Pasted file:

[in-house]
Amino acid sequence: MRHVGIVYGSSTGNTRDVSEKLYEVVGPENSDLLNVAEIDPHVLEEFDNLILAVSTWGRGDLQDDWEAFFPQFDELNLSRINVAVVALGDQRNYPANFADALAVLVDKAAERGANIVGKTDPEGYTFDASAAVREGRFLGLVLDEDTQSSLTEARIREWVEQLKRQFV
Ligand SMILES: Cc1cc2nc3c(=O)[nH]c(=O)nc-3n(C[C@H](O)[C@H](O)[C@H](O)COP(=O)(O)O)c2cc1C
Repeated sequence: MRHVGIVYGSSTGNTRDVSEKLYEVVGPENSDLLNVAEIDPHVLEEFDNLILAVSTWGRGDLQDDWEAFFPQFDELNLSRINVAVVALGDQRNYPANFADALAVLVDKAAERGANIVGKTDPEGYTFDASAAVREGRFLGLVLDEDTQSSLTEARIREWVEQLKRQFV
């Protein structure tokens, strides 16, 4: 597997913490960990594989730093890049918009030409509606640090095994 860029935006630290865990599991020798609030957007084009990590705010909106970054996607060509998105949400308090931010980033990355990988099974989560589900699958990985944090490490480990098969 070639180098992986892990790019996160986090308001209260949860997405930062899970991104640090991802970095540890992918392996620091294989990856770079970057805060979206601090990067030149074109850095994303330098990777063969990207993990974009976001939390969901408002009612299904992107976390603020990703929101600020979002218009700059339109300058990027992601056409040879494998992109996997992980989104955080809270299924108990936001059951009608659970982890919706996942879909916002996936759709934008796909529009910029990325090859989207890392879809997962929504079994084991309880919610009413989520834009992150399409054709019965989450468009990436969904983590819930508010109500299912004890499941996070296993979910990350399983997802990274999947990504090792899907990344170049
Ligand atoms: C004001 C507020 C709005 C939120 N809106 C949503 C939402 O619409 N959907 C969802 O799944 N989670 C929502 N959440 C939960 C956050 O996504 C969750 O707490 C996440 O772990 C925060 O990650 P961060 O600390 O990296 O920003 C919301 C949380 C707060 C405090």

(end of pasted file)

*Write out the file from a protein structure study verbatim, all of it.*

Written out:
[in-house]
Amino acid sequence: MRHVGIVYGSSTGNTRDVSEKLYEVVGPENSDLLNVAEIDPHVLEEFDNLILAVSTWGRGDLQDDWEAFFPQFDELNLSRINVAVVALGDQRNYPANFADALAVLVDKAAERGANIVGKTDPEGYTFDASAAVREGRFLGLVLDEDTQSSLTEARIREWVEQLKRQFV
Ligand SMILES: Cc1cc2nc3c(=O)[nH]c(=O)nc-3n(C[C@H](O)[C@H](O)[C@H](O)COP(=O)(O)O)c2cc1C
Repeated sequence: MRHVGIVYGSSTGNTRDVSEKLYEVVGPENSDLLNVAEIDPHVLEEFDNLILAVSTWGRGDLQDDWEAFFPQFDELNLSRINVAVVALGDQRNYPANFADALAVLVDKAAERGANIVGKTDPEGYTFDASAAVREGRFLGLVLDEDTQSSLTEARIREWVEQLKRQFV
């Protein structure tokens, strides 16, 4: 597997913490960990594989730093890049918009030409509606640090095994 860029935006630290865990599991020798609030957007084009990590705010909106970054996607060509998105949400308090931010980033990355990988099974989560589900699958990985944090490490480990098969 070639180098992986892990790019996160986090308001209260949860997405930062899970991104640090991802970095540890992918392996620091294989990856770079970057805060979206601090990067030149074109850095994303330098990777063969990207993990974009976001939390969901408002009612299904992107976390603020990703929101600020979002218009700059339109300058990027992601056409040879494998992109996997992980989104955080809270299924108990936001059951009608659970982890919706996942879909916002996936759709934008796909529009910029990325090859989207890392879809997962929504079994084991309880919610009413989520834009992150399409054709019965989450468009990436969904983590819930508010109500299912004890499941996070296993979910990350399983997802990274999947990504090792899907990344170049
Ligand atoms: C004001 C507020 C709005 C939120 N809106 C949503 C939402 O619409 N959907 C969802 O799944 N989670 C929502 N959440 C939960 C956050 O996504 C969750 O707490 C996440 O772990 C925060 O990650 P961060 O600390 O990296 O920003 C919301 C949380 C707060 C405090």